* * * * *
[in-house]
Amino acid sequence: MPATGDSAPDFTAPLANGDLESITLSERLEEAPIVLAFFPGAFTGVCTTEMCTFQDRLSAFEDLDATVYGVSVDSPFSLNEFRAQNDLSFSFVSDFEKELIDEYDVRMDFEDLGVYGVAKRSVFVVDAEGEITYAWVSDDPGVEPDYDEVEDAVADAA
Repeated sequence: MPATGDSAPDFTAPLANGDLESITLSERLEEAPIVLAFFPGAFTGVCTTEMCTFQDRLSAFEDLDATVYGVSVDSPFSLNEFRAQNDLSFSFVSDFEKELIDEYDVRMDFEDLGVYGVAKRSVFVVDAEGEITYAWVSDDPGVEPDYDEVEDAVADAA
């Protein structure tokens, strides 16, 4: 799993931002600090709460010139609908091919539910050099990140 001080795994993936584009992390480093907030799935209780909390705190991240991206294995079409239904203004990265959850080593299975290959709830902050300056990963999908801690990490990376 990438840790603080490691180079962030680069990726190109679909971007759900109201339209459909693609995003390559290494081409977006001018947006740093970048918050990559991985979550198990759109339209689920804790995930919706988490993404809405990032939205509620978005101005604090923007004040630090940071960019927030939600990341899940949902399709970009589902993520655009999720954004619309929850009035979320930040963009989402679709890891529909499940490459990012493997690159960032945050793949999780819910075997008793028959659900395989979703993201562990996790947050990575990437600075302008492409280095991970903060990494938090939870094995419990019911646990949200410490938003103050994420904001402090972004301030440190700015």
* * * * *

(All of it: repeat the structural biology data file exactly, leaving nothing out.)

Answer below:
[in-house]
Amino acid sequence: MPATGDSAPDFTAPLANGDLESITLSERLEEAPIVLAFFPGAFTGVCTTEMCTFQDRLSAFEDLDATVYGVSVDSPFSLNEFRAQNDLSFSFVSDFEKELIDEYDVRMDFEDLGVYGVAKRSVFVVDAEGEITYAWVSDDPGVEPDYDEVEDAVADAA
Repeated sequence: MPATGDSAPDFTAPLANGDLESITLSERLEEAPIVLAFFPGAFTGVCTTEMCTFQDRLSAFEDLDATVYGVSVDSPFSLNEFRAQNDLSFSFVSDFEKELIDEYDVRMDFEDLGVYGVAKRSVFVVDAEGEITYAWVSDDPGVEPDYDEVEDAVADAA
């Protein structure tokens, strides 16, 4: 799993931002600090709460010139609908091919539910050099990140 001080795994993936584009992390480093907030799935209780909390705190991240991206294995079409239904203004990265959850080593299975290959709830902050300056990963999908801690990490990376 990438840790603080490691180079962030680069990726190109679909971007759900109201339209459909693609995003390559290494081409977006001018947006740093970048918050990559991985979550198990759109339209689920804790995930919706988490993404809405990032939205509620978005101005604090923007004040630090940071960019927030939600990341899940949902399709970009589902993520655009999720954004619309929850009035979320930040963009989402679709890891529909499940490459990012493997690159960032945050793949999780819910075997008793028959659900395989979703993201562990996790947050990575990437600075302008492409280095991970903060990494938090939870094995419990019911646990949200410490938003103050994420904001402090972004301030440190700015």